the h a r s h reality that the UnltedStates h a s become fie
i m p e r i a l power in the world today.
~ i r s itt was Henry F a i r l i e , an astute British o b s e r v e r
coming f r o m a country long experienced in Empire,
who, i n the g r e a t organ of the Establishment, the
New York Times,gently chided the American people
f o r not waking up to thefact of American imperialism.
The Americans, he s a i d in effect, should recognize
the r e a l i t y of imperialism, plan it systematically
and openly, and. .. enjoy it. And now Fortune maga-
zine in i t s August, 1965 issue, e n d o r s e s t h e ~ a i r l i e
a r t i c l e and c a r r i e s the analysis even further.
The g r e a t fuel that powered the United States into
i t s present world E m p i r e , notes the Fortune editorial,
was not s o much profit o r self-interest a s "idealism."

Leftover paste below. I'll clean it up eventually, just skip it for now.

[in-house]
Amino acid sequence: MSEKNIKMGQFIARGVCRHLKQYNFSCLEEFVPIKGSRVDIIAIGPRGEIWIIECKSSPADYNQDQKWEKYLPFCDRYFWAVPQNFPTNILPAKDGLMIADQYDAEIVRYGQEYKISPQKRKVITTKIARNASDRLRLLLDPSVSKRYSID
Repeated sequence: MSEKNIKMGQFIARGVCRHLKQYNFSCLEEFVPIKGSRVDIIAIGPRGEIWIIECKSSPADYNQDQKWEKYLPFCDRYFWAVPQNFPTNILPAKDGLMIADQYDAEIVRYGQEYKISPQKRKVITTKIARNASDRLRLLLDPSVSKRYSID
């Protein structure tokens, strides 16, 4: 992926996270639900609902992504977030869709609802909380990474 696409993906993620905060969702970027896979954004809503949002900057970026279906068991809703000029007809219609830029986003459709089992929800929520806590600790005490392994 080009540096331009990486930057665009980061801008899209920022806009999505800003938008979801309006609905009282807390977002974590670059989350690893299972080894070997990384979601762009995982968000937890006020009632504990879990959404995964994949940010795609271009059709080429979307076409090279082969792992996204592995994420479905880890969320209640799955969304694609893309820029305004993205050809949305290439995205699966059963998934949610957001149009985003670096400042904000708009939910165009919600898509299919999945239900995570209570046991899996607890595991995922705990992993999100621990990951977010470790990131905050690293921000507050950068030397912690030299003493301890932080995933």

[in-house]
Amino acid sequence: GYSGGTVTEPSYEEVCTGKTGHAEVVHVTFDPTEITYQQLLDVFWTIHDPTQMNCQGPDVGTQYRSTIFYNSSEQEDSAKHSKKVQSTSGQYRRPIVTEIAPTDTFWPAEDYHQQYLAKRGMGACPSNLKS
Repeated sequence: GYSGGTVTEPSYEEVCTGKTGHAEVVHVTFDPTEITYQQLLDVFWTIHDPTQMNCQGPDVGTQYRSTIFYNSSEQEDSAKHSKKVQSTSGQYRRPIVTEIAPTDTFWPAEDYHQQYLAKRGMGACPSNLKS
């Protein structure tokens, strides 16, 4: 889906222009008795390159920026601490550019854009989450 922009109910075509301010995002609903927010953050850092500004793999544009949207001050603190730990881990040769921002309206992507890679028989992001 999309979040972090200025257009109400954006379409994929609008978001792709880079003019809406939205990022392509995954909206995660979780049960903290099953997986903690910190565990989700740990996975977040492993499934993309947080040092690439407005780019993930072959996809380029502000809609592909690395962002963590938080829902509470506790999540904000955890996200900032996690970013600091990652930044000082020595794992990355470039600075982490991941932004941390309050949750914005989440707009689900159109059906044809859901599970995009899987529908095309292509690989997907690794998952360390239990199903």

It was "idealism" that led the United States to enter
World War 11 against Germany and Japan; and it was
"idealism" that changed the American c o u r s e f r o m
support of national liberation movements against
i m p e r i a l i s m to their suppression. Belying ~ t tradi-
s
tion and history of support of national revolutions,
the United States, in Fortune's quaint language, 'fell
hen- to the onerous task of policlng these s h a t t e r e d
colonies." In s h o r t , the United States fell heir to
West European imperialism.
Yes, writes Fortune in its wisdom, this assumption
of world E m p i r e may be at bottom irrational, but
Woodrow Wilson and then e v e r y president f r o m FDR
to LBJ h a s been propelled by this s a m e "idealism"
t o a s s e r t America's hegemony over the rest of the
world. O r , a s Fortune revealingly pucs it, 'the U. S.
is the engine of mankind and the r e s t of the world i s
the trainn--or, r a t h e r , the engine of the 'freeworld",
s i n c e the Communist world h a s been s o ungrateful
a s to r e s i s t the blandishments of American "hauling
power." H e r e it is instructive to note that H a r r y
Truman, in his day thoroughly hated by the American
Right, is lauded by this organ of the Right-wing of
the Establishment for his crucial role in generating
American imperialism in the early post-war years.
Truman's "place in history grows larger a s our per-
spective lengthens.'